Stores getting prepared for shopping onslaught

Nathan Baker • Nov 27, 2013 at 7:30 PM

Employees at Tri-Cities locations of national retail chains are preparing for busy shopping weekends as stores compete in a retail arms race to assert their dominance over Black Friday’s consumer-driven holiday.

Retail leviathan Walmart takes the title again this year of having the loosest definition of Friday, with the official opening of its physical stores at 6 p.m. today, two hours before the start of last year’s doorbuster sales, and online deals going live that morning.

Electronics retailer Best Buy will likewise open at 6 p.m., with Target and Kohl’s following closely behind tonight at 8.

The National Retail Federation said earlier this year that its annual Thanksgiving weekend shopping survey predicted 140 million shoppers heading to stores between today and Sunday, a drop of about 7 million from last year.

Those figures include 33 million people who said they planned to shop on Thanksgiving and 97 million who plan to purchase items Friday.

To help keep order amid the rush of frantic customers, Target of Johnson City’s Executive Team Leader of Human Resources Susan Harp said the store has ordered police barriers and all employees have undergone conflict resolution training and been drilled on the store’s crowd management plan.

“Safety for our team members and our customers is our No. 1 priority,” Harp said Wednesday afternoon from the north Johnson City store. “We want to prevent things from going wrong rather than going through and having to fix things that have already gone wrong.”

To manage the personnel demands of 27 straight hours of operation, she said the store is treating the marathon sales event as two separate workdays, with employees working Thursday into Friday being relieved by a second shift, then returning Friday evening after a rest.

Harp said the parent company is concerned with making sure employees get a chance to spend time with their families on Thanksgiving, and try to balance the importance of family with the drive to compete for holiday shopping business.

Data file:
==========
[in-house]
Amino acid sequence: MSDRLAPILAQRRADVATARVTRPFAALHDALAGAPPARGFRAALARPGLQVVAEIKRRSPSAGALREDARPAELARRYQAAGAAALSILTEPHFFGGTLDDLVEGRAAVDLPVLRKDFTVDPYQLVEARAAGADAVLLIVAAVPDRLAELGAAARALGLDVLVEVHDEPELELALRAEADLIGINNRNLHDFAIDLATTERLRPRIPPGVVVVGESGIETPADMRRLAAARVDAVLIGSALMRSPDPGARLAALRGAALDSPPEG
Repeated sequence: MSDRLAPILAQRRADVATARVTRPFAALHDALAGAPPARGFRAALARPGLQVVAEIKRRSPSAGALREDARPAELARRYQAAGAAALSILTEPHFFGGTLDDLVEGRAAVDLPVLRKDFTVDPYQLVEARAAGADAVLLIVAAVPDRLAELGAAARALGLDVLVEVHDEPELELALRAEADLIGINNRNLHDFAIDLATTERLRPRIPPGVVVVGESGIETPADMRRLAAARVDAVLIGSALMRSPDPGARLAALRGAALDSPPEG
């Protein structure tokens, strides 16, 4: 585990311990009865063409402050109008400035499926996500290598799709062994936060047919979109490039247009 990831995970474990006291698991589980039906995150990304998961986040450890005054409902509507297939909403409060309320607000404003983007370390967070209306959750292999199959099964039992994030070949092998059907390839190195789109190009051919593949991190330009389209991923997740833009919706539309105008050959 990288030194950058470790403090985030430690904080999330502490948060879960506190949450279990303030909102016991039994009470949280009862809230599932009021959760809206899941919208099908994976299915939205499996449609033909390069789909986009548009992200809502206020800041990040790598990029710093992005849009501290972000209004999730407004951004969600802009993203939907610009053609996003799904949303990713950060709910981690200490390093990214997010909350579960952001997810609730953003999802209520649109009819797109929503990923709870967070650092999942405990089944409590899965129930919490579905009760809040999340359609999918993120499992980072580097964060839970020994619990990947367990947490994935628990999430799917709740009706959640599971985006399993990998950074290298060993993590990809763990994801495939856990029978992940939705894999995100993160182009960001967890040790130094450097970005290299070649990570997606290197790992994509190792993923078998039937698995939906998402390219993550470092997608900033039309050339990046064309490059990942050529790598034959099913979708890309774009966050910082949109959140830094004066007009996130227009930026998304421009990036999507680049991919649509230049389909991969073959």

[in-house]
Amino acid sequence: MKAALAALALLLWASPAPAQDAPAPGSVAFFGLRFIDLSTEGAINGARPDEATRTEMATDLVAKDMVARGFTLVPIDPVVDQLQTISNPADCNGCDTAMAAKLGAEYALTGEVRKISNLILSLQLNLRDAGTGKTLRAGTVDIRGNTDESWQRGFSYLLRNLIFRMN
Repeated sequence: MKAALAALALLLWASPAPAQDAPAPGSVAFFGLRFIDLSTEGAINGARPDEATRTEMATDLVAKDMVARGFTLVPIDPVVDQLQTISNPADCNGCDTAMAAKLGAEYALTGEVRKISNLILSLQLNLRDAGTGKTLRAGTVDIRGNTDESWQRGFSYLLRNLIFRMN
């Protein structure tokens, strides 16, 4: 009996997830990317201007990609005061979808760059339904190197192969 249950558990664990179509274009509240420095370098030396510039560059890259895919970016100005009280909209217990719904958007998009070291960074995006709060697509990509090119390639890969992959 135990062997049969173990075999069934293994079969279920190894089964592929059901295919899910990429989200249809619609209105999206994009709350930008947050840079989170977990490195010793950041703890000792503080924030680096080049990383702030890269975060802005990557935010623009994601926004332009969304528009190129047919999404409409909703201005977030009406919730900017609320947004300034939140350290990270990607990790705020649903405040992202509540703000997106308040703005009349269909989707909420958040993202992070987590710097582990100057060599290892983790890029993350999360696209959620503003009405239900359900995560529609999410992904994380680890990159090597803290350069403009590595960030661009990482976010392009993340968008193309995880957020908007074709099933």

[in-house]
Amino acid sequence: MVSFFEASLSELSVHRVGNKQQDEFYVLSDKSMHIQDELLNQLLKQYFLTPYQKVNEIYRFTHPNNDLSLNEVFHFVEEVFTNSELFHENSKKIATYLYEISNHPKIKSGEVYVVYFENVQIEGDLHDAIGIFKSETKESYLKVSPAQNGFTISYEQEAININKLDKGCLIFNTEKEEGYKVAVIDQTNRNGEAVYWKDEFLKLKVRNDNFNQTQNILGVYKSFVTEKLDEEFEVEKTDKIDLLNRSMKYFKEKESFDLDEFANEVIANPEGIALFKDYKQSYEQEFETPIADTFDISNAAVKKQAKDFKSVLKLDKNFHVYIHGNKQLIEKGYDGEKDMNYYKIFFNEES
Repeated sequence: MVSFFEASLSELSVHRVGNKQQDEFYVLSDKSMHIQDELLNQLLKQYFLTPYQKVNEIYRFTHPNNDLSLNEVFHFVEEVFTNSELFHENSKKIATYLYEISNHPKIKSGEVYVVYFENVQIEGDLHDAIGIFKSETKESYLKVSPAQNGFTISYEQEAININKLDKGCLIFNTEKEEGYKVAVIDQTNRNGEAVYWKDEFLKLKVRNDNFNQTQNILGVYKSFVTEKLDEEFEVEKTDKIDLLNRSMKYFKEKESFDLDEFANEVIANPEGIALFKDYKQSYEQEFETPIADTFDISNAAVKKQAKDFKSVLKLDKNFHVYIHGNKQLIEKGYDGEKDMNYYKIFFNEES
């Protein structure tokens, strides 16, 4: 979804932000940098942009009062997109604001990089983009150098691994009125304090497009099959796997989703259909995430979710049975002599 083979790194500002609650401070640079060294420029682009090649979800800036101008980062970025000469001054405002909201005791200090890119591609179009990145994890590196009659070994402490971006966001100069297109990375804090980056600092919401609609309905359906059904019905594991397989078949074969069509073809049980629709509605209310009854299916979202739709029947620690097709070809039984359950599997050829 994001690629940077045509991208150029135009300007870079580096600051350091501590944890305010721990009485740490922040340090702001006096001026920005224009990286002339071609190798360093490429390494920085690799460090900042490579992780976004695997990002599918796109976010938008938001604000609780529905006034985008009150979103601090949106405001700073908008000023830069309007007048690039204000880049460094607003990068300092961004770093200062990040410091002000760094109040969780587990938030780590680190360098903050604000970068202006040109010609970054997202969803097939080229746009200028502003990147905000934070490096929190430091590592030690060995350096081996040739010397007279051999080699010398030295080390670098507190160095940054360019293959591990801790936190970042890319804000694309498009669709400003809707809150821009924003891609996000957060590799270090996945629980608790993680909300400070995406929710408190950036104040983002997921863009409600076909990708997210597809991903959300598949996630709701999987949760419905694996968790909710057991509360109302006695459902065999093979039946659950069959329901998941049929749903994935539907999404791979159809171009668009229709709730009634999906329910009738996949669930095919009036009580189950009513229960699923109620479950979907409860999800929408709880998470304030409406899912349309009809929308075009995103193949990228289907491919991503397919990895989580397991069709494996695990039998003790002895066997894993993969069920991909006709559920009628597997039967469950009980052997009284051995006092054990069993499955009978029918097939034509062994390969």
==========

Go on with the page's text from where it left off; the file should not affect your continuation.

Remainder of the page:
“Target does have some blackout times for team members,” Harp said. “No one comes in any earlier than an hour before we open on Thursday, so we’re staying a little later on Wednesday to make sure everything’s ready.”

Harp has also coordinated food catered by local restaurants to keep employees well-fed and boost morale on the store’s most trying days.

Like Target, electronics store h.h. gregg plans to open at 8 p.m., and work employees in shifts through the holiday rush.

General Manager Patrick Mahoney said workers were buttoning up last-minute preparations Wednesday afternoon.

“We’re treating it like it’s two different days, so it’s going to be different than in years’ past,” he said. “We’re not going to just have one long shift, so it should be a little easier on our staff.”

Mahoney said the gradual encroachment of Black Friday into Thanksgiving is being driven by retailers trying to up the ante each year and by customer demands.

“You have to respond to what the customer is expecting,” he said. “I’m just like anybody, I have a family, but they understand that it’s just the nature of the beast. You have to do what the competition is doing to keep up.”

Both Harp and Mahoney said the sales outlook this holiday shopping season is more favorable than last year’s for their stores.

“We’ve actually been beating expectations these last few weeks in terms of sales,” Harp said. “So it should be a good year for us.”

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